The American Presidency Exhibit (right next to the First Ladies exhibit) is a great summary of the role the president has played in our national history since American independence. Chock full of artifacts and memorabilia, you’re sure to learn something new about your favorite president. The First Ladies exhibit next door showcases some of the dresses worn by America’s leading ladies as well as delving into what they gave back to the country while their husbands were in office.
And, of course, you can’t forget to visit The Star Spangled Banner. In the darkness of the room, it takes your eyes a moment to adjust. But the enormous flag lying in front of you has been around for hundreds of years and although it bears the marks of war, it’s an incredible sight to behold.
3. Explore the National Harbor.
We ventured down to the National Harbor (technically in Maryland) one night for dinner at Harrington’s Pub and Kitchen because it had a gluten-free menu. But as we wandered around after dinner, we found all sorts of interesting things.
4. See the monuments by night.
It’s so much cooler both temperature-wise and as far as appreciating the architecture. Seeing how the lights hit the marble is breathtaking. Check the times to make sure they will be open, but Lincoln and MLK are open 24/7. When the monuments have closing times it means you won’t be able to walk through the exhibits underneath or use the restrooms.
5. The free Folger’s Shakespeare Library.
We stumbled across this one by accident, but inside this giant library there are a couple of rooms you can tour pretty thoroughly in about 20 minutes. The collection has a first folio on display, an original painting of Elizabeth I and a special exhibit of Nelson Mandela’s artwork and book he signed (next to a Shakespearean verse with special meaning).
6. Find some of Frederick Law Olmstead’s designs around the Capitol grounds.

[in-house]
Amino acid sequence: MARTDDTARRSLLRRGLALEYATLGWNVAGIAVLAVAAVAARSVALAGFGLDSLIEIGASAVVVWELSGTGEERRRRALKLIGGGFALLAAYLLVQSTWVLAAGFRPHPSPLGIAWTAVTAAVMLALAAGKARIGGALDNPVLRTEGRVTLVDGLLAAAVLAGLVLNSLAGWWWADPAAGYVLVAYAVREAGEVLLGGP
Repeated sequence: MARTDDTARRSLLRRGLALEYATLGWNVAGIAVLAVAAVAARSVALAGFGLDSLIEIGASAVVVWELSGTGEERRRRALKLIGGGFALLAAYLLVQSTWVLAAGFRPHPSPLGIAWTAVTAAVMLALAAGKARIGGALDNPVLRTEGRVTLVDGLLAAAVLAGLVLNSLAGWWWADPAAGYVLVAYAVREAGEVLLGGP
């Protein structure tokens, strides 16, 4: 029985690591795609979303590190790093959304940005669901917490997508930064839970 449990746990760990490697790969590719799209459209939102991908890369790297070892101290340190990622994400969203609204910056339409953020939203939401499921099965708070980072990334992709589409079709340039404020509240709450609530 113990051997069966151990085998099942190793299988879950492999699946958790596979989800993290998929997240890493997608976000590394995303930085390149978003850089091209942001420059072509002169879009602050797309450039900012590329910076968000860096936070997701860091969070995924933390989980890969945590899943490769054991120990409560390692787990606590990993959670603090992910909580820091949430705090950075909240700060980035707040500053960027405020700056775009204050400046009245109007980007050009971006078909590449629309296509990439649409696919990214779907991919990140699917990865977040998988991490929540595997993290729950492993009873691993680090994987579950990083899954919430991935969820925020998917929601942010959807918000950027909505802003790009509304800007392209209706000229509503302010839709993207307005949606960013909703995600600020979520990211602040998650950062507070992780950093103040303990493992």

Olmstead was commissioned to redesign the Capitol grounds in 1873, a few years before he would be commissioned to design NYC’s Central Park. The secret grotto on the north side of the Capitol is one such design. Olmstead created it in response to visitor complaints that there was nowhere for them or their horses to drink. Take a moment to stop at this watering hole when you get thirsty and remember to thank Olmstead for it.
7. Pop a squat in the Supreme Court.
You can grab a ticket for the lecture in the Supreme Court 15 minutes before you hear it– the presentation is well worth the 25-minutes it takes both for information’s sake and as an opportunity to take a little nap. Inside the Supreme Court building you can also look around several exhibits and view artwork of America’s favorite justices.
8. Visit the Air and Space Museum.
I did already talk about museums, but you kind of HAVE to see this one if you’re in DC. Even if you just walk around the main floor and look at some of the most famous planes and spaceships in our history, it’s worth the security line to get in.
9. Collect photos of your favorite quotes.
There are quotes written all over the city from the Kennedy Center to the monuments. Make a photo collection of your favorite quotes to bring home with you. What a great free souvenir!
A blast from the past…
“I’m Just a Bill” from Schoolhouse Rock